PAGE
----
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Apr.20, 2015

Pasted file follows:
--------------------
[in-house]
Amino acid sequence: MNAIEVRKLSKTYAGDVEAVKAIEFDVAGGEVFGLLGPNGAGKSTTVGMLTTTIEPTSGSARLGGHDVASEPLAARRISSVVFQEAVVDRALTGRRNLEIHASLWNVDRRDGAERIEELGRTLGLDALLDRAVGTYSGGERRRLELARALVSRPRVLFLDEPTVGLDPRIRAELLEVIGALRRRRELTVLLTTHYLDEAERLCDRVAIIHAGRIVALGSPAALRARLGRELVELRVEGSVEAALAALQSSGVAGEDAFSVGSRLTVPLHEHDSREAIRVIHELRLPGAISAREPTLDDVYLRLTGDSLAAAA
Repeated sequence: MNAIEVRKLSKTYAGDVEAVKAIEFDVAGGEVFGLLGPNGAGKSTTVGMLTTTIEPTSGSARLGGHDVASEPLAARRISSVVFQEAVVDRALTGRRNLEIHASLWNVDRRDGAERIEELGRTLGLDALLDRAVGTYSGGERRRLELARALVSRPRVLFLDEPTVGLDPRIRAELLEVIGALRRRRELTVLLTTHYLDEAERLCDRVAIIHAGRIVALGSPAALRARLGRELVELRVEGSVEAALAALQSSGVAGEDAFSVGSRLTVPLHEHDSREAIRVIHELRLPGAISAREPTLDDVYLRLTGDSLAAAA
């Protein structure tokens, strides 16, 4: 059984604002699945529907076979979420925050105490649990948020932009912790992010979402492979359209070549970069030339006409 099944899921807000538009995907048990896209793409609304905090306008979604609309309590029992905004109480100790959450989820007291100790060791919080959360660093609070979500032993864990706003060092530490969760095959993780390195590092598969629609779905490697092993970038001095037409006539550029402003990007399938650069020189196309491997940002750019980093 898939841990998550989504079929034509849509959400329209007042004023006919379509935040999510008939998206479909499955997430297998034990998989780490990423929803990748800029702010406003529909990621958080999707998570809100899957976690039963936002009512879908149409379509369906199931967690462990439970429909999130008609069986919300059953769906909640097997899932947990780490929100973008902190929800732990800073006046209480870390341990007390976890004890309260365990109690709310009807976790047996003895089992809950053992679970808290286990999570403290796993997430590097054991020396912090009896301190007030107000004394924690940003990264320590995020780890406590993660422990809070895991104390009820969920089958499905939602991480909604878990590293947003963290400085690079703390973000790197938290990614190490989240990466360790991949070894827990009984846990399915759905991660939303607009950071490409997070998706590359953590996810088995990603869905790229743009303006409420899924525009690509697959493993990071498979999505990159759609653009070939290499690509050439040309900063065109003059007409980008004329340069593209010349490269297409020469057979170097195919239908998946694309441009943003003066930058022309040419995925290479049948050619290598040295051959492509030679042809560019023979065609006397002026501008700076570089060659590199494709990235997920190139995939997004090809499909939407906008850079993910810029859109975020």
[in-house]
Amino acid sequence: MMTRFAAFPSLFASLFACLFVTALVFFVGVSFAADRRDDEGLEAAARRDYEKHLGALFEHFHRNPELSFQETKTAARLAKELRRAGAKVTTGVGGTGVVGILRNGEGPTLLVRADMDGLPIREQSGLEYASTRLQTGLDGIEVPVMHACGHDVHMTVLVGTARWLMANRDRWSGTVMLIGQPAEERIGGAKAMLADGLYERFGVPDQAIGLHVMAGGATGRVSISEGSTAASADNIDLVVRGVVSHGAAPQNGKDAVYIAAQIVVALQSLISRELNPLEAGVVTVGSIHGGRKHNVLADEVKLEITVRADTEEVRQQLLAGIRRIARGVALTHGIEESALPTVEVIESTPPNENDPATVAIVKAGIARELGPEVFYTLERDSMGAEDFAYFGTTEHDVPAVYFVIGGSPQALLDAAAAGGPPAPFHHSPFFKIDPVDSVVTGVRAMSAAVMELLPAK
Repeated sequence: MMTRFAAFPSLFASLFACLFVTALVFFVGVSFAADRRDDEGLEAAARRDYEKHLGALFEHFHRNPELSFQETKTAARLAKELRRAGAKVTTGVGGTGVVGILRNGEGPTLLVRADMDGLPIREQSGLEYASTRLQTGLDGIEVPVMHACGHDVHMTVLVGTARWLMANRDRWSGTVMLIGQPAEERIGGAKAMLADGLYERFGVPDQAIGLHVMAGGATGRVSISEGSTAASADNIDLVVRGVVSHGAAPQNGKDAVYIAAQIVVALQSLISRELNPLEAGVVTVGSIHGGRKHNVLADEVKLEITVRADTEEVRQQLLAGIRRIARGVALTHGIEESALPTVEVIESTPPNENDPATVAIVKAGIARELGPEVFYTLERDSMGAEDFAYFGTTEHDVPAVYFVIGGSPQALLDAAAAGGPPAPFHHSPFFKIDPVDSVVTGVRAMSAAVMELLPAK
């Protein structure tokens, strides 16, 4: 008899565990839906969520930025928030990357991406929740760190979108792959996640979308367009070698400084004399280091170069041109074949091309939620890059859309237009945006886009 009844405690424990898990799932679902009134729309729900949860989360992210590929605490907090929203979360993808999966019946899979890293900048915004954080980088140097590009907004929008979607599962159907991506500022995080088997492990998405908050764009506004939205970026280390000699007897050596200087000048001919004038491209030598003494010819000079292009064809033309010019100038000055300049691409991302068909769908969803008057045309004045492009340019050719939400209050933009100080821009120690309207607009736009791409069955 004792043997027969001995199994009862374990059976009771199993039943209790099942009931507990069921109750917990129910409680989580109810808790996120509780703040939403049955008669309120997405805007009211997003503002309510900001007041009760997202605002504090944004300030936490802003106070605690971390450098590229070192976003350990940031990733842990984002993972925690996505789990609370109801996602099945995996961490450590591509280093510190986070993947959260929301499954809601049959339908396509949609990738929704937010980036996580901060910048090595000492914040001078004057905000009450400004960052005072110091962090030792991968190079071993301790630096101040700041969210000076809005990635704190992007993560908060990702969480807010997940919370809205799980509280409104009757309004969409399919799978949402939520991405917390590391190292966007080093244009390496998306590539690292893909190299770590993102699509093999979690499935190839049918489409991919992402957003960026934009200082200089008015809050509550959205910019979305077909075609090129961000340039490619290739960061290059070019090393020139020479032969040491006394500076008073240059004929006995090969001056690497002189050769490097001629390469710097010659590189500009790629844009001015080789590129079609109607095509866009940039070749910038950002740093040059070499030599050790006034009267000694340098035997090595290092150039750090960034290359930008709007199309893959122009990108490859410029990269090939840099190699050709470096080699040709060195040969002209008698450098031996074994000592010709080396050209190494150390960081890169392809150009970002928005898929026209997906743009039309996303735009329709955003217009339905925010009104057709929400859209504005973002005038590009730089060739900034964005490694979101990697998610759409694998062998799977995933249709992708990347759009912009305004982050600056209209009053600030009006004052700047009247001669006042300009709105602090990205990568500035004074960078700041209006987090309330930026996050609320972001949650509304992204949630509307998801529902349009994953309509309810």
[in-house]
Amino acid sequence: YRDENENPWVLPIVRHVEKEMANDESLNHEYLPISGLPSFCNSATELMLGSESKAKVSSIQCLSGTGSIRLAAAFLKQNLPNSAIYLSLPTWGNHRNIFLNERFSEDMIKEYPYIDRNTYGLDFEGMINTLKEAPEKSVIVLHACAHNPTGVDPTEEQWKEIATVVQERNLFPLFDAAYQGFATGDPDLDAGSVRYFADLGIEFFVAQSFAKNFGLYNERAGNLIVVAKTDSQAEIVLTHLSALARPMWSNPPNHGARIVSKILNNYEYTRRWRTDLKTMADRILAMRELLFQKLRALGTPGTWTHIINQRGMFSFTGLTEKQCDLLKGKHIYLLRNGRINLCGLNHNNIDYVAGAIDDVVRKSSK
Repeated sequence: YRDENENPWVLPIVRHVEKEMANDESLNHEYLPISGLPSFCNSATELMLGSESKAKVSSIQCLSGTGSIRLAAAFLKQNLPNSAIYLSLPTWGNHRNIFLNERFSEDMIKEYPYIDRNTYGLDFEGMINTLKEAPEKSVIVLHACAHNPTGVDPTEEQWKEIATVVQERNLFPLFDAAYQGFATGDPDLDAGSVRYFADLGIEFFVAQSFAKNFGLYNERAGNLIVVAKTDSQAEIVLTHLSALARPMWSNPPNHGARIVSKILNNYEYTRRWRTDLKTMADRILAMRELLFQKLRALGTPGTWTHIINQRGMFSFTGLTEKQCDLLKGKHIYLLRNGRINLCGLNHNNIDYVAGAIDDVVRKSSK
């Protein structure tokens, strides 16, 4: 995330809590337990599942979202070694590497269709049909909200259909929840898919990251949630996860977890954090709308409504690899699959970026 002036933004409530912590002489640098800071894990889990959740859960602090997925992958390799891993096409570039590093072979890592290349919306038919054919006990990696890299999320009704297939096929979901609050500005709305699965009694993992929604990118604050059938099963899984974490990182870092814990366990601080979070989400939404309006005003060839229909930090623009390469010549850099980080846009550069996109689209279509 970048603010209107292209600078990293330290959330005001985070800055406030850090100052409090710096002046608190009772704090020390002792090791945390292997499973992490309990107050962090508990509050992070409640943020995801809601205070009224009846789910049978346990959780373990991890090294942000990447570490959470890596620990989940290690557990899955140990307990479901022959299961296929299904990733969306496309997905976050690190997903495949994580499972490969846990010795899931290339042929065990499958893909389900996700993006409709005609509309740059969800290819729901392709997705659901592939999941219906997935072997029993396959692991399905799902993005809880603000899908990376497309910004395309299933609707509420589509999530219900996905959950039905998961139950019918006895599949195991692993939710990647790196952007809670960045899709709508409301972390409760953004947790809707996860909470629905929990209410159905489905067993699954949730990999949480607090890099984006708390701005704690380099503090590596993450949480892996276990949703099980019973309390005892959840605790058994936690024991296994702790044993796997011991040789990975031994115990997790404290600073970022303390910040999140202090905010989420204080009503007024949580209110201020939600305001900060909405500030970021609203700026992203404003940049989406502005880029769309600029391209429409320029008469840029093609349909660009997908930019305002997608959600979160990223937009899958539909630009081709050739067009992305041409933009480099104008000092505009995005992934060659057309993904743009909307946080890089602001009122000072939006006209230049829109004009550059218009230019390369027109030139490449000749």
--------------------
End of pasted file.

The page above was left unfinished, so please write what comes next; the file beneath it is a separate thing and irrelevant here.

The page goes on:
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4 THE JOURNAL OF COMMERCE Editor's Letter William B. Cassidy YOU'VE HEARD OF the driver short- age and its impact on truck capacity and transportation costs, but let's not forget another shortage: the lack of adequate parking for tractor-trailers. Truckers have long complained of inadequate parking and rest facilities, both along highways and at or near customer locations. Receivers often refuse driver access to their property. This can be a life-or-death issue. Truck drivers have been robbed and murdered when parked in unsecure locations — in one case, just yards away from a shipper's gates in Detroit. This is a problem shippers can do something about, and they have a vested interest in taking action. For one, difficulty finding safe, secure truck parking ultimately adds to shipping costs. Second, shippers that deny truck- ers a place to park may have to worry about legal issues as well, especially if a federal driver coercion regulation is finalized as proposed. At the least, the lack of adequate parking affects on-time delivery performance and cuts into a driver's available work hours as he or she is forced to search for legal parking. That can push drivers to park illegally and risk fines or to violate hours-of- service rules just to find parking. That ultimately translates to delays that tie up tractor-trailer capacity and lead to higher rates and detention charges for shippers not deemed "carrier-friendly." There's also the question of liability under the proposed driver coercion rule currently on the table at the Federal Motor Carrier Safety Administration. Under the rule, shippers who turn away truck- ers running out of available work hours could be held responsible for coercing the driver to violate hours- of-service restrictions. The fine would be $11,000 per violation. What can shippers do? For one, open the gates. If there's space on your property where trucks can park overnight, let them. One of the biggest shippers in the country, Wal- Mart Stores, allows truck parking in some of its store lots. Could this add to costs? Yes, but compare those costs with higher rates and increased regulatory and legal liability. If you don't have space, help truckers find it — know where safe truck parking is available near your facilities. Don't say, "It's not my problem." Turkey producer But terba ll finds making drivers welcome helps reduce transportation costs. "We want to ensure our own manufac- turing locations have truck parking, clean restrooms, vending machines, as well as phones and waiting areas for drivers," Dan Bohlman, senior manager of logistics procurement for Garner, North Carolina-based But- terball, said at the Transportation & Logistics Council's annual confer- ence last month. Jason's Law, passed in 2012 after truck driver Jason Rivenburg was murdered when parked at a gas sta- tion near a receiver, was supposed to provide more money for states to build secure truck parking areas. But truck parking isn't always a priority for states. The Department of Transporta- tion is expected to soon complete a study, mandated by Congress, of the truck parking problem. However, this will be the latest of several fed- eral and state studies dating back to the 1990s that demonstrate a clear, continuing problem. Ultimately, new parking spaces are needed for the trucks that will haul freight volumes that are expected to increase as the U.S. population grows. For shippers, giving truckers greater access to their facilities, as Butterball and others have found, makes sense and can save much more than money. In some cases, it could save lives. JOC Shippers, Open Your Gates The Journal of Commerce (USPS 279 – 060), ISSN 1530-7557, April 20, 2015, Volume 16, Issue No. 8. The Journal of Commerce is published bi-weekly except the last week in December (printed 26 times per year) by JOC Group Inc. 2 Penn Plaza East, 12th Floor, Newark, N.J. 07105. Subscription price: $344 a year. Periodicals postage paid at Newark, N.J., and additional mailing offices. © All rights reserved. No portion of this publication may be copied or reprinted without written permission from the publisher. POSTMASTER: Please send address changes to The Journal of Commerce, Subscription Services Department, 2 Penn Plaza East, Floor 12, Newark, N.J. 07105-2257. APRIL 20.2015 EXECUTIVE EDITOR, THE JOURNAL OF COMMERCE AND JOC EVENTS Chris Brooks 973.776.7818 MANAGING EDITOR Barbara Wyker 973.776.7817 EXECUTIVE EDITOR, JOC.COM Mark Szakonyi, 202.872.1234 SENIOR EDITORS Joseph Bonney, Finance and Economics 973.776.7809 William B. Cassidy, Trucking and Domestic Transportation 202.872.1228 Bill Mongelluzzo, Trans-Pacific 562.428.5999 Greg Knowler, Asia +852 3975 2647 ASSOCIATE EDITOR Reynolds Hutchins 202.572.1487 EDITOR-AT-LARGE Peter T. Leach, Trans-Atlantic 212.755.0940 RESEARCH EDITOR Marsha Salisbury 973.776.7828 ECONOMIST Mario O. 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